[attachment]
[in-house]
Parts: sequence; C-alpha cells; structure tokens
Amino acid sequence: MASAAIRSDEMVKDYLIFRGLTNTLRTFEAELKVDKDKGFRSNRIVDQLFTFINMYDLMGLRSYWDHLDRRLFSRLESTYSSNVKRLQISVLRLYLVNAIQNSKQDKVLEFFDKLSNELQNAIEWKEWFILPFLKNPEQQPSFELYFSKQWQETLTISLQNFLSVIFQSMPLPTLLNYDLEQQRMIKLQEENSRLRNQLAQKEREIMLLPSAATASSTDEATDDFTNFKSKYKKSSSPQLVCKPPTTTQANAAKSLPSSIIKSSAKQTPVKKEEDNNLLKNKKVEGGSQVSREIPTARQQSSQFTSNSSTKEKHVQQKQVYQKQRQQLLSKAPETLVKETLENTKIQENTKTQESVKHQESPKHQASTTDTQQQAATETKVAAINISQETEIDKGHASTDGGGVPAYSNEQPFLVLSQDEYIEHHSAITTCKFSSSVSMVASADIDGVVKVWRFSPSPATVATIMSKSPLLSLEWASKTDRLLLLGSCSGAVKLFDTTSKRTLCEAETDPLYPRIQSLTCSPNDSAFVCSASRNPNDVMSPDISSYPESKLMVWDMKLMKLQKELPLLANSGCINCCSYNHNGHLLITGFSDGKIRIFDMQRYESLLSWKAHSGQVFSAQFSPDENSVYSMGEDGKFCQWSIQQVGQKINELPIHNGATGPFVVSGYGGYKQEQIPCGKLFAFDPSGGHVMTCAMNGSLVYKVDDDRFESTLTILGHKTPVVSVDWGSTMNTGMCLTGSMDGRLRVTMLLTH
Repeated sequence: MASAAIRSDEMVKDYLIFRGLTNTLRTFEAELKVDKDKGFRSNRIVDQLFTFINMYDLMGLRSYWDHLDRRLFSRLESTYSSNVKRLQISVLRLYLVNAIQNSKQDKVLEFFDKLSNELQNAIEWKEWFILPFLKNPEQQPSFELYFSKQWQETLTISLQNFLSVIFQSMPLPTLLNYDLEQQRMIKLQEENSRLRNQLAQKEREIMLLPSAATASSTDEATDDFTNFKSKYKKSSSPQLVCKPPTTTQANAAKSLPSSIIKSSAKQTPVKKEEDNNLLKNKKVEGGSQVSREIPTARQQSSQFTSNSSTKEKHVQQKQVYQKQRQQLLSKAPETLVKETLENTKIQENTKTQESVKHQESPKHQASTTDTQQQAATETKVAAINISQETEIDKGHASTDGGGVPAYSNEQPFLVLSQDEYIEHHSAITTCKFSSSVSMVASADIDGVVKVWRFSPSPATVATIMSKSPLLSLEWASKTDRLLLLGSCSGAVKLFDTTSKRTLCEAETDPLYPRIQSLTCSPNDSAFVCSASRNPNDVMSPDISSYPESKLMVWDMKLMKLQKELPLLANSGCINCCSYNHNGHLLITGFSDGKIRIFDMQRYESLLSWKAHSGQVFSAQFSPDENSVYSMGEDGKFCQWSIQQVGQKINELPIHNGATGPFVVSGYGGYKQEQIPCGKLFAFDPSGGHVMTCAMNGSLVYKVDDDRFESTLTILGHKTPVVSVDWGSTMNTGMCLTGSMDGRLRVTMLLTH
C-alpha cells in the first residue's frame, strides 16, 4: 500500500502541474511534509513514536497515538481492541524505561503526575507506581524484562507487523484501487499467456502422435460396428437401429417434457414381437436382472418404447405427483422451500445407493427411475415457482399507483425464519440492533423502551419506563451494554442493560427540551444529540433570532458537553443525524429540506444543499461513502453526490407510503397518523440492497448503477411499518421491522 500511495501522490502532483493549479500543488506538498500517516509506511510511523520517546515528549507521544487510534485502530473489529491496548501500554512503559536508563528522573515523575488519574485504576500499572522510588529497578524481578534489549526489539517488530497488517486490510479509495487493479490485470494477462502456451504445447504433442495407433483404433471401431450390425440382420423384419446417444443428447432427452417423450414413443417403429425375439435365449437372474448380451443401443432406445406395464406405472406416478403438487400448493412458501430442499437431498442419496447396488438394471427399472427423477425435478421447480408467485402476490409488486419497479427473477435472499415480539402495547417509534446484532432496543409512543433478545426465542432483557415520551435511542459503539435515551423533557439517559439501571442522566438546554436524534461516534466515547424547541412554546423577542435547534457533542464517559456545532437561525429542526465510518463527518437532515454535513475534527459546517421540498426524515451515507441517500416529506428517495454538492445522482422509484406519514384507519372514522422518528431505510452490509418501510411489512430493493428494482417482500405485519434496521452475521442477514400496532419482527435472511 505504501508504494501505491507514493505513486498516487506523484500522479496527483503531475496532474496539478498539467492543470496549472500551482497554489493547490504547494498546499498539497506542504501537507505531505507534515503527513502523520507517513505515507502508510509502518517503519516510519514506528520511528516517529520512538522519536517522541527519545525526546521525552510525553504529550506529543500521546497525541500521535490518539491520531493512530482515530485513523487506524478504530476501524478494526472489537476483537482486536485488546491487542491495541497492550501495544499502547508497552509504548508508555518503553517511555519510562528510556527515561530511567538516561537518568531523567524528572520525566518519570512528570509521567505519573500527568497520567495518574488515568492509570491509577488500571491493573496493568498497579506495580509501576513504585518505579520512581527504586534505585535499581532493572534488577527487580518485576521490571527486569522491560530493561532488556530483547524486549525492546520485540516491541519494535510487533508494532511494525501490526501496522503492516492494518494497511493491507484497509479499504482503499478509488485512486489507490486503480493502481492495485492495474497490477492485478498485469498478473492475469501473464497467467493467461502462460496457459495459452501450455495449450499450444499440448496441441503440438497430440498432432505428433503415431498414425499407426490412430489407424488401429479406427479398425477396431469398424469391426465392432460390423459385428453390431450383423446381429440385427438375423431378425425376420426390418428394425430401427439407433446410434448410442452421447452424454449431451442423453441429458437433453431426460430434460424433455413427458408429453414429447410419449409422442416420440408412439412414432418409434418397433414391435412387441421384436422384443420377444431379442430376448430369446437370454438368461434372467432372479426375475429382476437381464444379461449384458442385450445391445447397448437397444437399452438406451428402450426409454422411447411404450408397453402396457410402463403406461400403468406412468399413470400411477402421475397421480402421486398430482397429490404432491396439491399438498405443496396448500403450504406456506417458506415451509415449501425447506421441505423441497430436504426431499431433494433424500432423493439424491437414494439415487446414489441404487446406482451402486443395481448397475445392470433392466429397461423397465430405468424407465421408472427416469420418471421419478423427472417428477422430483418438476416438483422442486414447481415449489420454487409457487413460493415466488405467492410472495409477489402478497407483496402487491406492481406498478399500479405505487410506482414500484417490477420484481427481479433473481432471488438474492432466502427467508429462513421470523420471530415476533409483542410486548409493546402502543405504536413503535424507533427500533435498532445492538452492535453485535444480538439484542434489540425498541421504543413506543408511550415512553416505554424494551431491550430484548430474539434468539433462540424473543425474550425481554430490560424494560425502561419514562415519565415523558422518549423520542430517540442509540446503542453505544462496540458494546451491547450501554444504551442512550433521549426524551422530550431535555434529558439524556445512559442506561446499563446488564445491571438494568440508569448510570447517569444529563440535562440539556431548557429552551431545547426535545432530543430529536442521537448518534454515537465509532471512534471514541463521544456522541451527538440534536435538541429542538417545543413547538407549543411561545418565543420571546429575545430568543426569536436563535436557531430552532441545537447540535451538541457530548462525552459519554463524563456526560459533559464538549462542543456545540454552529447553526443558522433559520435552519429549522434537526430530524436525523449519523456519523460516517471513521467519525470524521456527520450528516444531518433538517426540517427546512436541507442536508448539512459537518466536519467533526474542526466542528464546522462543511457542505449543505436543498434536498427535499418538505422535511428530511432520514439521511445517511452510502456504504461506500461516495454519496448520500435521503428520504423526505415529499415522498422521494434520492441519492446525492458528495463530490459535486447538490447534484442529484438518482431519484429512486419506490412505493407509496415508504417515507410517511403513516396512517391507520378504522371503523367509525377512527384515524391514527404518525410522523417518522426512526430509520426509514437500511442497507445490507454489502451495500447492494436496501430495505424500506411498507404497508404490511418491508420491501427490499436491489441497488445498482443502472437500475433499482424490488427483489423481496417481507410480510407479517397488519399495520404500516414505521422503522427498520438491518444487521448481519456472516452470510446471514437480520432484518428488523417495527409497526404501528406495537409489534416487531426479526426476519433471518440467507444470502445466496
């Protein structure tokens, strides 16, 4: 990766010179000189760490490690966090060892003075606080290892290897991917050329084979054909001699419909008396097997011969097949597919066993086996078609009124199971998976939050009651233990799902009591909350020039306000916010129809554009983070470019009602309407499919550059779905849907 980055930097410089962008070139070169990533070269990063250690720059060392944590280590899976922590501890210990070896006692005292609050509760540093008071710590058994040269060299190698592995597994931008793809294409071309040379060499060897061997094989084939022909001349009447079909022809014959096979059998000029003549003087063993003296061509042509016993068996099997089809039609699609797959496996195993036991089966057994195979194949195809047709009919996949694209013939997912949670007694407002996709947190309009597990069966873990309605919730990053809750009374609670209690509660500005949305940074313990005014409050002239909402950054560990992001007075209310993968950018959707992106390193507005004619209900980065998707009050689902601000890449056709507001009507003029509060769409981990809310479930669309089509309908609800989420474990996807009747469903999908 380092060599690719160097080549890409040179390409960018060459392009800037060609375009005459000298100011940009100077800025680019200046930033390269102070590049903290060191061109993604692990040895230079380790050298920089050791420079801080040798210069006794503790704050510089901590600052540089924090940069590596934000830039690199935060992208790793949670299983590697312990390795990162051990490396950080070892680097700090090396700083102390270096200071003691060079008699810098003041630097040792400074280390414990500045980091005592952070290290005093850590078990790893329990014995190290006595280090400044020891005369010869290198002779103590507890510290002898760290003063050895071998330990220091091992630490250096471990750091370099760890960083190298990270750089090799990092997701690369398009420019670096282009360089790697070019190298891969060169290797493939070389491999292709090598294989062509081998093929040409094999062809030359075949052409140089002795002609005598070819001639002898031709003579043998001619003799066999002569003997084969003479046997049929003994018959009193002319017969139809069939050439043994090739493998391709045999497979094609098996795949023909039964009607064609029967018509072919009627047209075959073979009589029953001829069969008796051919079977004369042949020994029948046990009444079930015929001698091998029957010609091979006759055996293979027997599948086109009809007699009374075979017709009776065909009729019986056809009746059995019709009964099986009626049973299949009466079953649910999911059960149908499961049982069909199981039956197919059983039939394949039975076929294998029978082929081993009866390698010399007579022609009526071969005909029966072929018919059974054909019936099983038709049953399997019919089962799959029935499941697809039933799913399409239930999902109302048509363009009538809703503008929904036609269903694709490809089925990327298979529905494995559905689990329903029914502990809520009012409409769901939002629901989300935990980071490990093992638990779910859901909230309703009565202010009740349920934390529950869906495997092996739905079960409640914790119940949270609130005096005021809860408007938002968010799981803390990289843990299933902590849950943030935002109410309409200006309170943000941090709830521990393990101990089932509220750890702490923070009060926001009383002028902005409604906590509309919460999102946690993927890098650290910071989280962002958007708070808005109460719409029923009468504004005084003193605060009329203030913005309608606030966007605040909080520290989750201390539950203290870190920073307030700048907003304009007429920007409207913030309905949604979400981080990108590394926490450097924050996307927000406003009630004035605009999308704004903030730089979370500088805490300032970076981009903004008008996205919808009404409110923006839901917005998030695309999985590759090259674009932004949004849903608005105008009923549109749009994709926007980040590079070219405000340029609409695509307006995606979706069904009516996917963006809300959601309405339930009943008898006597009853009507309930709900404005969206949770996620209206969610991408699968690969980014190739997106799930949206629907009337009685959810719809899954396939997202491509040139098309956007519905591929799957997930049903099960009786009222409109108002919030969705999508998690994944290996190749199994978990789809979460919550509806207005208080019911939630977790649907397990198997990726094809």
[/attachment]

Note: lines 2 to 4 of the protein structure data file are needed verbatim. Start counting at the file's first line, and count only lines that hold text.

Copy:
Parts: sequence; C-alpha cells; structure tokens
Amino acid sequence: MASAAIRSDEMVKDYLIFRGLTNTLRTFEAELKVDKDKGFRSNRIVDQLFTFINMYDLMGLRSYWDHLDRRLFSRLESTYSSNVKRLQISVLRLYLVNAIQNSKQDKVLEFFDKLSNELQNAIEWKEWFILPFLKNPEQQPSFELYFSKQWQETLTISLQNFLSVIFQSMPLPTLLNYDLEQQRMIKLQEENSRLRNQLAQKEREIMLLPSAATASSTDEATDDFTNFKSKYKKSSSPQLVCKPPTTTQANAAKSLPSSIIKSSAKQTPVKKEEDNNLLKNKKVEGGSQVSREIPTARQQSSQFTSNSSTKEKHVQQKQVYQKQRQQLLSKAPETLVKETLENTKIQENTKTQESVKHQESPKHQASTTDTQQQAATETKVAAINISQETEIDKGHASTDGGGVPAYSNEQPFLVLSQDEYIEHHSAITTCKFSSSVSMVASADIDGVVKVWRFSPSPATVATIMSKSPLLSLEWASKTDRLLLLGSCSGAVKLFDTTSKRTLCEAETDPLYPRIQSLTCSPNDSAFVCSASRNPNDVMSPDISSYPESKLMVWDMKLMKLQKELPLLANSGCINCCSYNHNGHLLITGFSDGKIRIFDMQRYESLLSWKAHSGQVFSAQFSPDENSVYSMGEDGKFCQWSIQQVGQKINELPIHNGATGPFVVSGYGGYKQEQIPCGKLFAFDPSGGHVMTCAMNGSLVYKVDDDRFESTLTILGHKTPVVSVDWGSTMNTGMCLTGSMDGRLRVTMLLTH
Repeated sequence: MASAAIRSDEMVKDYLIFRGLTNTLRTFEAELKVDKDKGFRSNRIVDQLFTFINMYDLMGLRSYWDHLDRRLFSRLESTYSSNVKRLQISVLRLYLVNAIQNSKQDKVLEFFDKLSNELQNAIEWKEWFILPFLKNPEQQPSFELYFSKQWQETLTISLQNFLSVIFQSMPLPTLLNYDLEQQRMIKLQEENSRLRNQLAQKEREIMLLPSAATASSTDEATDDFTNFKSKYKKSSSPQLVCKPPTTTQANAAKSLPSSIIKSSAKQTPVKKEEDNNLLKNKKVEGGSQVSREIPTARQQSSQFTSNSSTKEKHVQQKQVYQKQRQQLLSKAPETLVKETLENTKIQENTKTQESVKHQESPKHQASTTDTQQQAATETKVAAINISQETEIDKGHASTDGGGVPAYSNEQPFLVLSQDEYIEHHSAITTCKFSSSVSMVASADIDGVVKVWRFSPSPATVATIMSKSPLLSLEWASKTDRLLLLGSCSGAVKLFDTTSKRTLCEAETDPLYPRIQSLTCSPNDSAFVCSASRNPNDVMSPDISSYPESKLMVWDMKLMKLQKELPLLANSGCINCCSYNHNGHLLITGFSDGKIRIFDMQRYESLLSWKAHSGQVFSAQFSPDENSVYSMGEDGKFCQWSIQQVGQKINELPIHNGATGPFVVSGYGGYKQEQIPCGKLFAFDPSGGHVMTCAMNGSLVYKVDDDRFESTLTILGHKTPVVSVDWGSTMNTGMCLTGSMDGRLRVTMLLTH